ATLANTA — The business world knows him as J. Ronald Terwilliger, national managing partner of Trammell Crow Residential. Those who know him best say the initials "J.R." stand for "just relentless" for his tireless efforts not only on smart growth initiatives and affordable housing but also charity work.
A veteran of the Atlanta real estate industry since 1978, Terwilliger was awarded the coveted Frank Carter Community Achievement Award from the Atlanta chapter of the Urban Land Institute (ULI) at the Ritz-Carlton in Buckhead Thursday night. The award — named for Frank Carter, the founder of Atlanta-based commercial real estate firm Carter & Associates known for his business integrity — is given to an individual who has made the most outstanding contribution to the Atlanta community in development or a real estate related field.
"It’s been wonderful for my wife, Patricia, and I to be fortunate enough to have made some money and to have freed up some time to spend in charity work," said Terwilliger, a resident of the Atlanta community for 23 years.
Through a family foundation, he and his wife are engaged in a wide range of charities focusing on youth, religion, education, mental health and affordable housing.
Terwilliger, a ULI member for 25 years, serves on the international board for Habitat for Humanity. He is the incoming chairman of the Atlanta Neighborhood Development Partnership and recently completed a two-year term as chairman of ULI. He also holds is a member of ULI's Board of Trustees and executive committee.
Several hundred members turned out for the gala event, which was originally scheduled for the evening of Sept. 11, the day the World Trade Center and the Pentagon were attacked by terrorists, killing nearly 4,000 people. By, the 2001 Awards Dinner Program still had the date of Sept. 11 printed at the top to serve as a reminder of that fateful day.
Founded in 1936, ULI’s mission is to provide responsible leadership in the use of land in order to enhance the total environment. In all, ULI Atlanta handed out five awards in four separate categories during Thursday night’s presentation. Here’s a look at the other four winners.
• ULI Small-Scale Project of the Year: Awarded to the project in the metro Atlanta region with a development cost of less than $15 million that best exemplifies excellence in the full development process of a project
The winners: The Southern Dairies Building, developed by Raulet Properties and Smith Dalia Architects; and Olde Ivy at Vinings, developed by John Wieland Homes & Neighborhoods.
When Raulet Properties teamed up with Smith Dalia Architects to turn a nondescript complex in the Poncey-Highland area of Atlanta into a luxury loft office complex, the Southern Dairies Building was transformed. The project also served as a catalyst for the rebirth of the surrounding East Atlanta community. The vision was to create an office component in an area where industrial buildings, apartment homes, condominiums and bungalow homes already existed. The project has significantly influenced the revival to reinstate this historically mixed-use neighborhood to its true form.
Olde Ivy is a mixed-use community located just off Log Cabin Road in Vinings, an Atlanta suburb. The residential portion of the community includes a variety of unit types, ranging from condos to Georgetown-style loft townhomes. The residences range from 1,500 sq. ft. to 1,800 sq. ft. and include expansive loft spaces and oversized detached garages. The commercial space, which faces I-285 and Atlanta Road, features an urban storefront look with wide sidewalks and windows. The commercial space is more than 50% occupied by a variety of tenants.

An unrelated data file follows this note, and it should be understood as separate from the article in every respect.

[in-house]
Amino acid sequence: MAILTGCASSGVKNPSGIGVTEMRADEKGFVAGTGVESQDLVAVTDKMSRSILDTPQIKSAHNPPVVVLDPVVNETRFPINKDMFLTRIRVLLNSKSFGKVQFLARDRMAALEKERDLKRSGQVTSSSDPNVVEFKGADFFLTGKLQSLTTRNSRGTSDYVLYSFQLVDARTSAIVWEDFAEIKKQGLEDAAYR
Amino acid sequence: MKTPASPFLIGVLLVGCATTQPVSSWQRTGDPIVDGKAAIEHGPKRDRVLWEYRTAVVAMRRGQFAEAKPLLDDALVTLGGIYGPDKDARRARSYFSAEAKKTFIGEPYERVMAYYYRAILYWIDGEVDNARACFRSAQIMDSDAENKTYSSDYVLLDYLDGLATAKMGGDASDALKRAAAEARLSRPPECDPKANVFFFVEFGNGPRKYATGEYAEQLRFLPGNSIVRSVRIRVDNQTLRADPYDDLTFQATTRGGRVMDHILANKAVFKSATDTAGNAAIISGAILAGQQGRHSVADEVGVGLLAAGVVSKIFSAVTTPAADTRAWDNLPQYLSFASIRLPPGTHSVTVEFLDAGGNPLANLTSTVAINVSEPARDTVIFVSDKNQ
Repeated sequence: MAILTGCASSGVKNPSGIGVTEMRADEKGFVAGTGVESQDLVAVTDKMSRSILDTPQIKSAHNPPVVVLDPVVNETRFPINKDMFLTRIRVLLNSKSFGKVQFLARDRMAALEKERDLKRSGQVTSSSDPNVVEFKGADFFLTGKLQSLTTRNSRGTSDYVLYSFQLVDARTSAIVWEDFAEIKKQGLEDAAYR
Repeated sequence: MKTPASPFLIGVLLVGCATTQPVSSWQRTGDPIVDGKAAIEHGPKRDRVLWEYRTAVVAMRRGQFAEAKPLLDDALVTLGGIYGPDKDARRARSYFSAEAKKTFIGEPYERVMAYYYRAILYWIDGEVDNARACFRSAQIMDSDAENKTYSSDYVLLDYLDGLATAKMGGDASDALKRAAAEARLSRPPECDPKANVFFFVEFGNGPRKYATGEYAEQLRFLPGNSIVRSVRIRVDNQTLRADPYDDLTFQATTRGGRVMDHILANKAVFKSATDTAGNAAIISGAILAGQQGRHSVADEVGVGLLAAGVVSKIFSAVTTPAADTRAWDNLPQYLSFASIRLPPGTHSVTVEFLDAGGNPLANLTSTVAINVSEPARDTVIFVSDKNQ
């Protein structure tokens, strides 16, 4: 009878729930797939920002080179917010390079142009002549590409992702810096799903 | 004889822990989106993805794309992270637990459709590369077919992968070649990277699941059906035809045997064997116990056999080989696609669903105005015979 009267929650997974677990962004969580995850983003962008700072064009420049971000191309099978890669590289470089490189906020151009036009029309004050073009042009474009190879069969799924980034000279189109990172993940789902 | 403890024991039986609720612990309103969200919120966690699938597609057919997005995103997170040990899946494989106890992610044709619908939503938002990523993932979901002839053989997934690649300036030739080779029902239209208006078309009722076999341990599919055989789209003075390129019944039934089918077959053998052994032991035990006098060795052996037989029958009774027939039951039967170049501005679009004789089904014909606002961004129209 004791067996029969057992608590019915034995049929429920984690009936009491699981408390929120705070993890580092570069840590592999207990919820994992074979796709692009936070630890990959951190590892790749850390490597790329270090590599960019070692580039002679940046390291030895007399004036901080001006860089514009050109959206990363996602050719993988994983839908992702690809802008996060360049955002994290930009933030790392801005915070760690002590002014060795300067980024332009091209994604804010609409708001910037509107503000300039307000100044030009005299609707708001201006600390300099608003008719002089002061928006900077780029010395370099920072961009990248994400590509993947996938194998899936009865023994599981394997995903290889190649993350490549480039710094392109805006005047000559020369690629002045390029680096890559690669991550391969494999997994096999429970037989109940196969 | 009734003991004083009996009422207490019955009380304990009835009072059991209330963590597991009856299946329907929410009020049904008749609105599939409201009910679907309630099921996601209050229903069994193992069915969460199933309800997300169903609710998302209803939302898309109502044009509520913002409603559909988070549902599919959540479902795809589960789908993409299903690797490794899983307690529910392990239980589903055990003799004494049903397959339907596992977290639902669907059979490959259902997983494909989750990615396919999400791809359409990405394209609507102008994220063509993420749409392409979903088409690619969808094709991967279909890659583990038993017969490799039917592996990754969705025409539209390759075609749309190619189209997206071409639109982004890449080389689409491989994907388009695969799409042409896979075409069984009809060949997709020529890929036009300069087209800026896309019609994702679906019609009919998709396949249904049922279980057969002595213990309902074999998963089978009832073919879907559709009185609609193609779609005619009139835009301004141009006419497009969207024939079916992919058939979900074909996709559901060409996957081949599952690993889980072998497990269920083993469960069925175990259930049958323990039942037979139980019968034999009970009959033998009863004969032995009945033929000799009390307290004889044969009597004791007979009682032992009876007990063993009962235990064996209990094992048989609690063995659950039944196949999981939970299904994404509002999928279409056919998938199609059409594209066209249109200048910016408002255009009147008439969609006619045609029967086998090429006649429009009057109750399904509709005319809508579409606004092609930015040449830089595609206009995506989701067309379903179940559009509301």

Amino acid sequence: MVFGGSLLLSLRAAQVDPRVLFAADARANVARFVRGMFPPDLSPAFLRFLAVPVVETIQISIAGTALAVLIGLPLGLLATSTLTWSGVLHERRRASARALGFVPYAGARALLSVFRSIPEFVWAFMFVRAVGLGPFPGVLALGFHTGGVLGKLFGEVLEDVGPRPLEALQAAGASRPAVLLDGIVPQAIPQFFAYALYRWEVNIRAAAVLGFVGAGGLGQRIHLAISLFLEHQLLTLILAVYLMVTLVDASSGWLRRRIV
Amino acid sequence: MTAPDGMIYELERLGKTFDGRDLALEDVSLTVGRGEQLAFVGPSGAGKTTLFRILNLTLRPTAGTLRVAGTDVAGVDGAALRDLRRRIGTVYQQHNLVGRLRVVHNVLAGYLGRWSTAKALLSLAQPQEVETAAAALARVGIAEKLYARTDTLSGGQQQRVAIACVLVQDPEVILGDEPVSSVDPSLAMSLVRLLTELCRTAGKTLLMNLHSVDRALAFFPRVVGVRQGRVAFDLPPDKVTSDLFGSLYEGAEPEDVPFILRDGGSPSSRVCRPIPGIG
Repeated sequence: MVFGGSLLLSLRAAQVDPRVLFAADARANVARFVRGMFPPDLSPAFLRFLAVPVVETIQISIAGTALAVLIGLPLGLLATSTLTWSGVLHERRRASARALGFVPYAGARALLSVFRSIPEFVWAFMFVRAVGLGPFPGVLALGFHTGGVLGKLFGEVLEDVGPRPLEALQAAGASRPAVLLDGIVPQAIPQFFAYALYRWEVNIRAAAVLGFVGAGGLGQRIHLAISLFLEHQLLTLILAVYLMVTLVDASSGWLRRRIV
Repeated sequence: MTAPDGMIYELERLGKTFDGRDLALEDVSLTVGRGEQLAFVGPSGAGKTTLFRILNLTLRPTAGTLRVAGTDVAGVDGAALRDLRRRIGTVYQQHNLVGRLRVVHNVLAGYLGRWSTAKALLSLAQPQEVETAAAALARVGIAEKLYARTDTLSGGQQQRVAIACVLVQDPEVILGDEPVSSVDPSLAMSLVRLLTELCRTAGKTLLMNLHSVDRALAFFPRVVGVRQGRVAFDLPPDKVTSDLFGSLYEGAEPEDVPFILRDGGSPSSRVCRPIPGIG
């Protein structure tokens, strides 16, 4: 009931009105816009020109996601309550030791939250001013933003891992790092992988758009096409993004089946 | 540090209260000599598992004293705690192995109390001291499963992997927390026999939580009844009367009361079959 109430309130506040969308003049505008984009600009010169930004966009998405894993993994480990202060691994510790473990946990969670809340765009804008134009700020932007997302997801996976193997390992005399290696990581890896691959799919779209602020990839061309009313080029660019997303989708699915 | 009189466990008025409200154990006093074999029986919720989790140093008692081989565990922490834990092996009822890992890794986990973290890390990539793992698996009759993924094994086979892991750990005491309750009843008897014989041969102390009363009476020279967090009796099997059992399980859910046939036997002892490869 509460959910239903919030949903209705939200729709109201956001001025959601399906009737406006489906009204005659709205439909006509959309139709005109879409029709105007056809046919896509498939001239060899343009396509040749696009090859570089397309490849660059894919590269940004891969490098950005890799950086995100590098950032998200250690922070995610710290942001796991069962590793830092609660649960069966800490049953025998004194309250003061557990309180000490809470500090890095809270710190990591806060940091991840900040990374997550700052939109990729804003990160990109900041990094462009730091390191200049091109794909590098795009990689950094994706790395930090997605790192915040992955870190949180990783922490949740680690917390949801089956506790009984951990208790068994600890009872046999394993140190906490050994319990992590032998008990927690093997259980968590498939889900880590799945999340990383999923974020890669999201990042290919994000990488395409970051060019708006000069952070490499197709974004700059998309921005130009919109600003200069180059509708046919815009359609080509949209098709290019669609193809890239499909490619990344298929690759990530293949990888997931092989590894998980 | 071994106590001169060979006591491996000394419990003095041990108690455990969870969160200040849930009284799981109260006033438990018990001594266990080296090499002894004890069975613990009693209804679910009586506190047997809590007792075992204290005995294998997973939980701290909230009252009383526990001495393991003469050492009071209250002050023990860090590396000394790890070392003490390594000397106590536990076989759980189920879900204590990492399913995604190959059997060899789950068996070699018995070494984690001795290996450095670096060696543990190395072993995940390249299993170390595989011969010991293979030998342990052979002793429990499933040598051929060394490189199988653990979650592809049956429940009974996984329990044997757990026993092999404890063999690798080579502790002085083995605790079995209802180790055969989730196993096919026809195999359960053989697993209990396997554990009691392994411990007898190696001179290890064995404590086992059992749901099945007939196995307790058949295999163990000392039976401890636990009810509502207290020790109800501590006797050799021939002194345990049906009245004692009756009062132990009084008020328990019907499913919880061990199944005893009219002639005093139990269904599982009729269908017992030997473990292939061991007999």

• ULI Large-Scale Project of the Year: Awarded to a project in the metro Atlanta region with a development cost of $15 million or more that best exemplifies excellence in the full development process of a project
Winner: The Biltmore Hotel, developed by the Novare Group
By the late 1990s, the hotel that had been built in Midtown Atlanta in 1924 was neglected. The Novare Group purchased the building in 1997 for $7 million and renovated it into 250,000 sq. ft. of high-tech office space. Novare preserved the neo-classical exteriorand restored the interior ballrooms. To complete the mix, Novare also acquired the adjacent Biltmore House in 1999, and sold the 66 condos for between $40,000 and $250,000 each. With a new façade and a revitalized inside, the Biltmore has sparked investment on every contiguous block, including offices, condos, apartments, retail stores, restaurants and even classrooms.
• The Dan Sweat ULI Community Leadership Award: Awarded to a leader in the non-profit sector, or a public servant, who has made a significant contribution to promoting responsible land use in the metro Atlanta region
Winner: Susan Mendheim, president and CEO of Midtown Alliance
Mendheim, president of Midtown Alliance since 1982, is an Atlanta native who still works and resides in the neighborhood where she grew up. Under her guidance, Midtown, once a symbol of urban decay, has been dramatically transformed. Crucial to guiding the growth and development of Midtown has been Blueprint Midtown, conceived by Midtown Alliance and its board of directors in 1997. "It really does take a village, in this case a community," said Mendheim in accepting the award. "I practically know one or more person(s) at every table in here tonight who’ve been deeply involved in making my job a great joy and making Midtown a success."